## Introduction

Dynamic relaxation is a method commonly used for form finding of shell structures. It was introduced by Alistair Day [1] and solves the nodal position for each node in the structure in such a way that nodal equilibrium is fulfilled

,

in which is the sum of all the applied external loads and the support reaction if the node is restrained, and the internal force in member ending in node .

As long as the position is incorrect a *out of balance* or *residual* force appears at each node

.

By introducing a small time step and a fictitious mass at each node, we can trace the structure’s (fictitious) motion in time as it moves towards the equilibrium position.

To update the position for node , the following three operations are performed consecutively

,

,

,

where and are the acceleration and velocity of the node, respectively, and is a damping parameter introduced to ensure numerical stability.

## Fictitious mass

The mass is fictitious and adjusted to adjusted to optimise the rate of convergence [2] and usually taken as

,

where is the largest direct stiffness occuring at the node during the simulation. Further strategies on choosing the fictitious mass is discussed in [3], including using different masses in different directions, effectively turning the mass in to a vector .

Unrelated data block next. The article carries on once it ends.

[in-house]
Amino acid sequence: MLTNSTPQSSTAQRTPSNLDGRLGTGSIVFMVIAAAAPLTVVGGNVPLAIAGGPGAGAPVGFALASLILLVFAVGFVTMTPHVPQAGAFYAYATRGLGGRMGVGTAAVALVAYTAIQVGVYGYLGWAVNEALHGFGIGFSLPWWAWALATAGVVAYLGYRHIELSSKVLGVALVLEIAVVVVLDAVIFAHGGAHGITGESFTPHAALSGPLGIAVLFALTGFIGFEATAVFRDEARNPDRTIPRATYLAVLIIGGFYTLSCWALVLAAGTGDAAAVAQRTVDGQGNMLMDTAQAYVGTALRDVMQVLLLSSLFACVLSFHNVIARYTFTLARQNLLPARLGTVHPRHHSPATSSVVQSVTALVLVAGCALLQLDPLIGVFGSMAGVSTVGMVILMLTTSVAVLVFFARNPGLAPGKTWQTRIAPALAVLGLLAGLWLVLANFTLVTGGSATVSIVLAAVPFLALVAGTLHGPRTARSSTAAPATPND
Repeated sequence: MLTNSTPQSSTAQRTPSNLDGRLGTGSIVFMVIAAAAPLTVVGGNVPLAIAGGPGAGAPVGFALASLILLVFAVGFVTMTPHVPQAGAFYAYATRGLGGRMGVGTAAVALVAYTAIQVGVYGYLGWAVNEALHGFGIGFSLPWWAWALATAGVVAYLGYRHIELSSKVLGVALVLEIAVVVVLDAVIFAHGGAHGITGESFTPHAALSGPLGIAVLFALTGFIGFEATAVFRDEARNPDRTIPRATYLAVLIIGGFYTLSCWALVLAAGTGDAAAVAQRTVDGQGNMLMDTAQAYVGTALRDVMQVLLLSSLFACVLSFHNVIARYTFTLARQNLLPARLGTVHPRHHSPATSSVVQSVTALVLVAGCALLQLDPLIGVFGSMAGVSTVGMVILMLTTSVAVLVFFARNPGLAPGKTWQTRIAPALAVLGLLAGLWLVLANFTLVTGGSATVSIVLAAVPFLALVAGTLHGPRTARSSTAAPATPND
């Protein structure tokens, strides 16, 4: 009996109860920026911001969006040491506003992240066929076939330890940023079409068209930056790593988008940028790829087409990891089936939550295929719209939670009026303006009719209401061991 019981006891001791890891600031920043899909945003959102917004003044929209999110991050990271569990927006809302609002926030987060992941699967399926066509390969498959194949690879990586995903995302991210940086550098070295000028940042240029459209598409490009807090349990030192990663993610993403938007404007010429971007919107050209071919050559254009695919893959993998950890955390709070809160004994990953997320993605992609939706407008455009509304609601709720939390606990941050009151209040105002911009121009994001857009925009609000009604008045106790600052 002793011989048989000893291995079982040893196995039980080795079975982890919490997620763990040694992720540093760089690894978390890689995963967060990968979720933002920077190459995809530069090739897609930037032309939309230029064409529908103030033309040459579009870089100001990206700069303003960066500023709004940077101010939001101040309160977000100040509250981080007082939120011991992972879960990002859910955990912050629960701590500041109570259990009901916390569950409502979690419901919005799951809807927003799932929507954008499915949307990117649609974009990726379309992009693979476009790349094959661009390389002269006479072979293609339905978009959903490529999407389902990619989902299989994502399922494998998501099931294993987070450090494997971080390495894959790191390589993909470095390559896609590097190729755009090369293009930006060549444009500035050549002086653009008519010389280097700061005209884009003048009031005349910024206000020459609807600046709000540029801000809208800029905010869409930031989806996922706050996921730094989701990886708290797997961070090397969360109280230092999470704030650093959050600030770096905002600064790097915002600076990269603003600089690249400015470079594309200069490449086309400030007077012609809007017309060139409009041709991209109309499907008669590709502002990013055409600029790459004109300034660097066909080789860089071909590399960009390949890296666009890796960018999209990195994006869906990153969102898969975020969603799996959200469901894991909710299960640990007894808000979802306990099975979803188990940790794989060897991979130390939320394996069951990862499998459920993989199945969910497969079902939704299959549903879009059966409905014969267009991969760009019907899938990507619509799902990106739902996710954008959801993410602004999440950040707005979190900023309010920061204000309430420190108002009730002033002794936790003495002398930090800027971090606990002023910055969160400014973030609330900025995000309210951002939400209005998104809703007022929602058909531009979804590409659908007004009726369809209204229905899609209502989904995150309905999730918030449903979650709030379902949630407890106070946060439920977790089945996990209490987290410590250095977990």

## Axial stiffness

If there only exists axial stiffness in the system, the internal force in member is found from

,

where and are the tension in member and the *current* length, respectively. is a unit vector in the direction from node to node .

It should be noted that so far we have discussed pure static equilibrium. No assumptions have been made regarding the material properties of the members which might be linear or non-linear elastic or be subject to creep or plastic deformation. The structure may be statically determinate or indeterminate or even a mechanism, provided that it is in equilibrium. The structure may have undergone a large deformation from some initial state.

In order to determine the form found geometry we need further information regarding the tensions and their relationship with the current lengths . The simplest relationship is linear elastic,

,

in the case of a member with unstressed length . The constant in which is equal to the Young’s modulus times the cross-sectional area of the member. However, during form finding we can postulate any relationship between tension and length, including inextensible members whose length cannot change and members with a constant tension.

## References

[1] A. S. Day. An introduction to dynamic relaxation. *The Engineer*, 219:218–221, 1965.

[2] M. R. Barnes, “Form finding and analysis of tension structures by dynamic relaxation,” *International Journal of Space Structures*, vol. 14, no. 2, pp. 89–104, 1999.

[3] M. Rezaiee-pajand, M. Kadkhodayan, J. Alamatian, and L. Zhang. A new method of fictitious viscous damping determination for the dynamic relaxation method. *Computers & Structures*, 89 (9–10):783–794, 2011.